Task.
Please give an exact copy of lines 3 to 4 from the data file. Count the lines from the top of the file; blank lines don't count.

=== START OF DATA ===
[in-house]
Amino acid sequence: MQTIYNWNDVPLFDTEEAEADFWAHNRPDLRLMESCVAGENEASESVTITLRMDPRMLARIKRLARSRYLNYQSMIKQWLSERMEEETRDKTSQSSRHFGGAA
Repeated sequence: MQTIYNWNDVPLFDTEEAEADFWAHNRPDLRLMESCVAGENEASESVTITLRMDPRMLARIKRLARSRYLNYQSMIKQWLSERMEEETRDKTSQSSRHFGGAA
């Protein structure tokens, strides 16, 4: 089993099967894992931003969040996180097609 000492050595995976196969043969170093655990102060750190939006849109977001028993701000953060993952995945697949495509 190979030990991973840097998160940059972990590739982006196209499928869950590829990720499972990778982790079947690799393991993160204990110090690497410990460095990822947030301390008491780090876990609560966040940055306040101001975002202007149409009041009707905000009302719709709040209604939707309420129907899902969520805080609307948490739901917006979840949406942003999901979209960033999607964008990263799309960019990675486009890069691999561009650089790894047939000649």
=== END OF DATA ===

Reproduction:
Repeated sequence: MQTIYNWNDVPLFDTEEAEADFWAHNRPDLRLMESCVAGENEASESVTITLRMDPRMLARIKRLARSRYLNYQSMIKQWLSERMEEETRDKTSQSSRHFGGAA
């Protein structure tokens, strides 16, 4: 089993099967894992931003969040996180097609 000492050595995976196969043969170093655990102060750190939006849109977001028993701000953060993952995945697949495509 190979030990991973840097998160940059972990590739982006196209499928869950590829990720499972990778982790079947690799393991993160204990110090690497410990460095990822947030301390008491780090876990609560966040940055306040101001975002202007149409009041009707905000009302719709709040209604939707309420129907899902969520805080609307948490739901917006979840949406942003999901979209960033999607964008990263799309960019990675486009890069691999561009650089790894047939000649």